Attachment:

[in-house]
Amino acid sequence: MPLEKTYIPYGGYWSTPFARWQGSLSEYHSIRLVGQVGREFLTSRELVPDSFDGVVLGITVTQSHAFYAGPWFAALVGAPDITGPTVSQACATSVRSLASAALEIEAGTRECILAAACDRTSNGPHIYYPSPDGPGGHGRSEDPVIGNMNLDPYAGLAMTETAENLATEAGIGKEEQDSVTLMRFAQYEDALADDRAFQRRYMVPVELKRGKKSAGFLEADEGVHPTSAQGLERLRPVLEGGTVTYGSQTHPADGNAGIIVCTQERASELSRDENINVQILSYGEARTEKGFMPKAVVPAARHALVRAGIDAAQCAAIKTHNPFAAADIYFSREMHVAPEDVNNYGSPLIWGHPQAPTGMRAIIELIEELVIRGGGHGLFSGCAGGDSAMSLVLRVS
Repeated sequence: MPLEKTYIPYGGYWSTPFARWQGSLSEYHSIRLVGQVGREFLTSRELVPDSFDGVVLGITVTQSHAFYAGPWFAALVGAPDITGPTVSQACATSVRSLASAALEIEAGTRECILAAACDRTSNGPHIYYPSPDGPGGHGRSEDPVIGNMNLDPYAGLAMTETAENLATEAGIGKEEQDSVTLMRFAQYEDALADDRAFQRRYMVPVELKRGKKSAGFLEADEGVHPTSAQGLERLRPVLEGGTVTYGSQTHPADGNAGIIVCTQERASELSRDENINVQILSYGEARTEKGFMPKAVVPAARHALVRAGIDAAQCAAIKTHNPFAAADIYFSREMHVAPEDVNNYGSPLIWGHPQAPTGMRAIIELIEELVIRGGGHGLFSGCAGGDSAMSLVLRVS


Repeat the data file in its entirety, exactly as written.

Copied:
[in-house]
Amino acid sequence: MPLEKTYIPYGGYWSTPFARWQGSLSEYHSIRLVGQVGREFLTSRELVPDSFDGVVLGITVTQSHAFYAGPWFAALVGAPDITGPTVSQACATSVRSLASAALEIEAGTRECILAAACDRTSNGPHIYYPSPDGPGGHGRSEDPVIGNMNLDPYAGLAMTETAENLATEAGIGKEEQDSVTLMRFAQYEDALADDRAFQRRYMVPVELKRGKKSAGFLEADEGVHPTSAQGLERLRPVLEGGTVTYGSQTHPADGNAGIIVCTQERASELSRDENINVQILSYGEARTEKGFMPKAVVPAARHALVRAGIDAAQCAAIKTHNPFAAADIYFSREMHVAPEDVNNYGSPLIWGHPQAPTGMRAIIELIEELVIRGGGHGLFSGCAGGDSAMSLVLRVS
Repeated sequence: MPLEKTYIPYGGYWSTPFARWQGSLSEYHSIRLVGQVGREFLTSRELVPDSFDGVVLGITVTQSHAFYAGPWFAALVGAPDITGPTVSQACATSVRSLASAALEIEAGTRECILAAACDRTSNGPHIYYPSPDGPGGHGRSEDPVIGNMNLDPYAGLAMTETAENLATEAGIGKEEQDSVTLMRFAQYEDALADDRAFQRRYMVPVELKRGKKSAGFLEADEGVHPTSAQGLERLRPVLEGGTVTYGSQTHPADGNAGIIVCTQERASELSRDENINVQILSYGEARTEKGFMPKAVVPAARHALVRAGIDAAQCAAIKTHNPFAAADIYFSREMHVAPEDVNNYGSPLIWGHPQAPTGMRAIIELIEELVIRGGGHGLFSGCAGGDSAMSLVLRVS